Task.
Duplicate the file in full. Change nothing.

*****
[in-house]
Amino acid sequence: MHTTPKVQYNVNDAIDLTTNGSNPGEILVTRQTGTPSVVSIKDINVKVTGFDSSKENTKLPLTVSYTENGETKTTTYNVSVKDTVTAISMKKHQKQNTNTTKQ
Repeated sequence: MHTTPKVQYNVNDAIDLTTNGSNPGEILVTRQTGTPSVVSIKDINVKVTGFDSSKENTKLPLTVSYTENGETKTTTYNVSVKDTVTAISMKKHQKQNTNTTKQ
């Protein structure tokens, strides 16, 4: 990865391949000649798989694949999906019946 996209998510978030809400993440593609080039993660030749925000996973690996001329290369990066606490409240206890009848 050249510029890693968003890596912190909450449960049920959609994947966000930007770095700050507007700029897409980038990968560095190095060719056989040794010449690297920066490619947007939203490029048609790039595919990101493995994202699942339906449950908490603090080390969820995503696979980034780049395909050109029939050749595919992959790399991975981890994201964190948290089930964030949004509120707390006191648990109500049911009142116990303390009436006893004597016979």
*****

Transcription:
[in-house]
Amino acid sequence: MHTTPKVQYNVNDAIDLTTNGSNPGEILVTRQTGTPSVVSIKDINVKVTGFDSSKENTKLPLTVSYTENGETKTTTYNVSVKDTVTAISMKKHQKQNTNTTKQ
Repeated sequence: MHTTPKVQYNVNDAIDLTTNGSNPGEILVTRQTGTPSVVSIKDINVKVTGFDSSKENTKLPLTVSYTENGETKTTTYNVSVKDTVTAISMKKHQKQNTNTTKQ
């Protein structure tokens, strides 16, 4: 990865391949000649798989694949999906019946 996209998510978030809400993440593609080039993660030749925000996973690996001329290369990066606490409240206890009848 050249510029890693968003890596912190909450449960049920959609994947966000930007770095700050507007700029897409980038990968560095190095060719056989040794010449690297920066490619947007939203490029048609790039595919990101493995994202699942339906449950908490603090080390969820995503696979980034780049395909050109029939050749595919992959790399991975981890994201964190948290089930964030949004509120707390006191648990109500049911009142116990303390009436006893004597016979």